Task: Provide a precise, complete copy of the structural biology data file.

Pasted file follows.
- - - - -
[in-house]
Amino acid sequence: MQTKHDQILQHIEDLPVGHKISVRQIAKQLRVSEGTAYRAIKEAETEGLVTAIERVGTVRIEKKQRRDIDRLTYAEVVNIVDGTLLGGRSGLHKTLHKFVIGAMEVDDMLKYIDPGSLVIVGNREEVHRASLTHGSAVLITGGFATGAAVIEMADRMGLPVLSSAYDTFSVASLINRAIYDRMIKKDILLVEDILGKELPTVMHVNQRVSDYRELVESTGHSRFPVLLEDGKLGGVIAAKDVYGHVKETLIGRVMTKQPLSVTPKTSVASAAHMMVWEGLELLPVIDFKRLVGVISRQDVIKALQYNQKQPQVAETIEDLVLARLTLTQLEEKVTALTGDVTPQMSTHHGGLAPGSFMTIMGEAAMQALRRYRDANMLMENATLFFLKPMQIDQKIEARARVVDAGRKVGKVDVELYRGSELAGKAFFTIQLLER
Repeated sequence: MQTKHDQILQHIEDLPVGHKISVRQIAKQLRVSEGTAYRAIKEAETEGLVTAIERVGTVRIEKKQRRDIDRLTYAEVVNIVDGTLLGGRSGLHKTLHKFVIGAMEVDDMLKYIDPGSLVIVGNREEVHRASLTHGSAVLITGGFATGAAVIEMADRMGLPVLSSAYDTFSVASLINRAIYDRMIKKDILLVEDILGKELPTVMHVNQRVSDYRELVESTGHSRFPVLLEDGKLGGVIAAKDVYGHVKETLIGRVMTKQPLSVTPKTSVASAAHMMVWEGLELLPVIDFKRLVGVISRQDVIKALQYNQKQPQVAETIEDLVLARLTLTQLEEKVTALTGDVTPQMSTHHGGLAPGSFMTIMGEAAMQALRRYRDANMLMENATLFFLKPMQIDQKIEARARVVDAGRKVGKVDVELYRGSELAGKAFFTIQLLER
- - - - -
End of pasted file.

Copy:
[in-house]
Amino acid sequence: MQTKHDQILQHIEDLPVGHKISVRQIAKQLRVSEGTAYRAIKEAETEGLVTAIERVGTVRIEKKQRRDIDRLTYAEVVNIVDGTLLGGRSGLHKTLHKFVIGAMEVDDMLKYIDPGSLVIVGNREEVHRASLTHGSAVLITGGFATGAAVIEMADRMGLPVLSSAYDTFSVASLINRAIYDRMIKKDILLVEDILGKELPTVMHVNQRVSDYRELVESTGHSRFPVLLEDGKLGGVIAAKDVYGHVKETLIGRVMTKQPLSVTPKTSVASAAHMMVWEGLELLPVIDFKRLVGVISRQDVIKALQYNQKQPQVAETIEDLVLARLTLTQLEEKVTALTGDVTPQMSTHHGGLAPGSFMTIMGEAAMQALRRYRDANMLMENATLFFLKPMQIDQKIEARARVVDAGRKVGKVDVELYRGSELAGKAFFTIQLLER
Repeated sequence: MQTKHDQILQHIEDLPVGHKISVRQIAKQLRVSEGTAYRAIKEAETEGLVTAIERVGTVRIEKKQRRDIDRLTYAEVVNIVDGTLLGGRSGLHKTLHKFVIGAMEVDDMLKYIDPGSLVIVGNREEVHRASLTHGSAVLITGGFATGAAVIEMADRMGLPVLSSAYDTFSVASLINRAIYDRMIKKDILLVEDILGKELPTVMHVNQRVSDYRELVESTGHSRFPVLLEDGKLGGVIAAKDVYGHVKETLIGRVMTKQPLSVTPKTSVASAAHMMVWEGLELLPVIDFKRLVGVISRQDVIKALQYNQKQPQVAETIEDLVLARLTLTQLEEKVTALTGDVTPQMSTHHGGLAPGSFMTIMGEAAMQALRRYRDANMLMENATLFFLKPMQIDQKIEARARVVDAGRKVGKVDVELYRGSELAGKAFFTIQLLER